We have been looking at how the evolving world of retail is characterised by new formats and models (both in-store and online),as well as the needs and wants of the consumer through local market events across Europe. In this series of #ShoppingFutures articles we explore retail innovation and what this means for payments.
Recently, my colleague Ulrich Keppler and I hosted an event for retailers in Amsterdam. We wanted to hear their vision on the future of payments. A very relevant topic in a retail landscape that is changing rapidly. In the Netherlands, as well as in other parts of Europe, newspapers report almost on a weekly basis about retailers going bankrupt and about the vacancy of retail space, even in big cities. Explanations for this are complicated and diverse, but often have to do with not adjusting quickly enough to changing times and demands of consumers. The other side of the coin is that several newcomers – online as well as offline – are growing like never before.
What is the role of payments in this very dynamic market? How can you serve your customers best with payments, and raise your sales? And how far should we go in making payments as frictionless, as seamless as possible? These are the kind of questions we discussed during a fruitful, lively event in Amsterdam.
We kicked off by drawing on our own experience and research. Some of the developments we (fore)see and observations we shared:
- Seamlessness is key. This is illustrated by the spectacular growth of contactless, which makes payments quicker and easier.
- At the same time, the degree of ease and speed the client wants, highly depends on the circumstances. When buying an expensive jewel, for example, consumers often prefer a certain degree of friction, as they spend a serious amount of money.
- It is all about omni-channel and being technology agnostic. There is not one channel or payment method that will win. More and more channels will be used. And in the end, it is the consumer who decides which channels will become mainstream.
- In this restless environment, where innovations are coming up at a higher pace than ever before, it is our job to facilitate reliable, secure payments across channels, around the world. Our scale and reliability make us a unique and sought-for partner.
- Meanwhile, we are also facilitating innovations. For example in our Collabs, where we nurture and support fintech startups.
- To end, we should not underestimate the role of social media in the buying process, especially for Generation Y. These youngsters use social media in the orientation process, the buying process as well as after the purchase.
A lively discussion followed. One particular guest boosted the discussion: a representative of the Dutch Railways. He told us how he rolled out contactless in the Netherlands’ railway stations’ retail. There, payment is all about speed. The only way to serve the – often hurried – traveller the best, is to be quick. Extremely quick, all the time. This also increases sales. A noteworthy observation was that, following from this, the aim is to help the consumer to get out of the shop as soon as possible. How different from a traditional shop, where the retailer wants to keep the customer inside as long as possible, to increase sales.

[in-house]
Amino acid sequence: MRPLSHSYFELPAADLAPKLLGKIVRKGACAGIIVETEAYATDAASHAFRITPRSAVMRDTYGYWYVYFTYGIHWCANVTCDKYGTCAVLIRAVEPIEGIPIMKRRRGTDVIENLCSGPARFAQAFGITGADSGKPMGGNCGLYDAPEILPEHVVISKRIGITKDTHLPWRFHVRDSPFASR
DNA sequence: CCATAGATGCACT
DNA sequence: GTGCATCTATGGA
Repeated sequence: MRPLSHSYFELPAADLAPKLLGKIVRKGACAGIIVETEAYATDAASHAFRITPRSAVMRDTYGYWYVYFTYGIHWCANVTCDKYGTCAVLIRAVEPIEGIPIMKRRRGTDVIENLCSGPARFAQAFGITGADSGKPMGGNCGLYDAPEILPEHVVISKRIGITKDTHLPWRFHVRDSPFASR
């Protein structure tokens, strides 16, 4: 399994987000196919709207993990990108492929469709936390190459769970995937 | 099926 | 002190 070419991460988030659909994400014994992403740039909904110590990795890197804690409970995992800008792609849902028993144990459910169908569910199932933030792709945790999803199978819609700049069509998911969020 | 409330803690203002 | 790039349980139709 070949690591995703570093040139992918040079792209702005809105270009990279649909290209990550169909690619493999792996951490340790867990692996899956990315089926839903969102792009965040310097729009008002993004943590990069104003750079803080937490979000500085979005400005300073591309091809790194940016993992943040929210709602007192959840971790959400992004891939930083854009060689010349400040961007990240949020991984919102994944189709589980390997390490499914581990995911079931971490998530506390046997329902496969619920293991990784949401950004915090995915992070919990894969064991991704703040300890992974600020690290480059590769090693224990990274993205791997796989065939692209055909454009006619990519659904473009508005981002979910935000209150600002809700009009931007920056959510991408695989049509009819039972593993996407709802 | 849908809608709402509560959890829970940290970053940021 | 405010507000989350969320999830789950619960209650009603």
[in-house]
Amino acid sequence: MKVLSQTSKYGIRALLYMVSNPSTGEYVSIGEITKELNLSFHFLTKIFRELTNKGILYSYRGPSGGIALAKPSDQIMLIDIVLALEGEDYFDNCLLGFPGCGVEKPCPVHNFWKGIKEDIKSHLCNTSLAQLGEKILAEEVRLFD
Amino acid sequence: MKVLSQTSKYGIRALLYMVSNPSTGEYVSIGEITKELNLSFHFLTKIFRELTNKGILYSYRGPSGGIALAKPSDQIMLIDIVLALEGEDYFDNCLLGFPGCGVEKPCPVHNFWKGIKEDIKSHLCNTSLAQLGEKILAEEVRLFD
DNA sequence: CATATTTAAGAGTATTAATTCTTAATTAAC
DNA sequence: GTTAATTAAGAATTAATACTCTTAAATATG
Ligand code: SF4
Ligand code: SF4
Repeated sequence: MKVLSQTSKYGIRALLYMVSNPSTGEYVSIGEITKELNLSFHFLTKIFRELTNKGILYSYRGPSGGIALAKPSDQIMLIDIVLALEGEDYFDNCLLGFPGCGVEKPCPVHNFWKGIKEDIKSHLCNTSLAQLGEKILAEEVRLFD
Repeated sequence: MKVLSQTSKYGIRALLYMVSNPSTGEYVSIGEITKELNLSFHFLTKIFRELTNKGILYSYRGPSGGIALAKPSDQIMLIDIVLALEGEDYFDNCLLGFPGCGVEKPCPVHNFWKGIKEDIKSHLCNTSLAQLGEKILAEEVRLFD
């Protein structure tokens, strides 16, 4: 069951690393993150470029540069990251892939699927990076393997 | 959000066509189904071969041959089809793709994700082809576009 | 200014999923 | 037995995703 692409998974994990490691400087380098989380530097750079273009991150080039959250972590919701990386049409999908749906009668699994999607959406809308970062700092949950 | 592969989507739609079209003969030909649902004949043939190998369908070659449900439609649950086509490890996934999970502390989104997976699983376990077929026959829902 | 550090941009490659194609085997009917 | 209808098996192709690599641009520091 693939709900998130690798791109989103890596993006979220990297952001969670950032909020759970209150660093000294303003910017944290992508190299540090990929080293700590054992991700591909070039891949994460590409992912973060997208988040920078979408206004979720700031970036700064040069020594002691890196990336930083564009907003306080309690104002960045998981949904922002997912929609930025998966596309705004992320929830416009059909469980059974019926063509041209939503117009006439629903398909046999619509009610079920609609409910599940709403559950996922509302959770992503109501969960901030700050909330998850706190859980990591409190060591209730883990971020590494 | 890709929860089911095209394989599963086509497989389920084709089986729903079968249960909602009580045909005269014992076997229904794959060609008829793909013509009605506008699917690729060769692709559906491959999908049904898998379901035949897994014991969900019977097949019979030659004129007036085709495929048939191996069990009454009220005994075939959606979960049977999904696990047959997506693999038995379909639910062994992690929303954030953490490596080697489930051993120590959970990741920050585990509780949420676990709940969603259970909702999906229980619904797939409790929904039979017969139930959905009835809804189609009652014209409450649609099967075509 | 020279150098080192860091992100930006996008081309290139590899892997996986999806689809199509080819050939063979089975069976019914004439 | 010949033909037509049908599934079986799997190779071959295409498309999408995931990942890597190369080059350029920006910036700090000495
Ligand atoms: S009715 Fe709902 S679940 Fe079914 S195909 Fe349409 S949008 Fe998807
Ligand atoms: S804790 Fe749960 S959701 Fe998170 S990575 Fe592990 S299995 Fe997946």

We also touched upon the theme of big data, data analytics and personalised offerings. As well as with regard to payment methods, we saw that the use of these new possibilities differed highly between the various kinds of retailers. Some of them mentioned that they would like to know as much as possible about their clients in order to make them useful offers. At the same time, they were pretty cautious about the legal limitations. Besides that, an attendee from the gas stations business foresaw a bright future in big data, especially related to connected cars. The connected car can pave the way to the integration of, among others, payment, loyalty, navigation, and personalised offers. This can happen quite soon: we are talking about a horizon of years here, not decades.
To end, a few remarks about loyalty. Again – it seems like we are starting to repeat ourselves – this theme affirmed our belief that there is a large variety of demands across businesses. For example, a representative of a big ecommerce party told us that he is not that much into loyalty. His clients want speed, good products, and an extremely high service level. They do like suggestions based on their personal shopping behaviour, but that is enough. In the gas stations business, and even more in airlines, on the other hand, loyalty is a factor that can make or break your business. Therefore, it was not surprising that these parties were highly interested in ways to integrate loyalty and payments.
We appreciated the time spent with these retailers. It is something we want to do more often. And it fits the 21st century way of doing business. The time of thinking about the demands of clients and partners, spending an awful lot of time to create new products and services for them, and then spend an awful lot of money to market those, lies behind us. Instead of that, we co-create. We listen to relevant stakeholders, identify joint challenges and look for quick ways to face them. Lean and mean, together.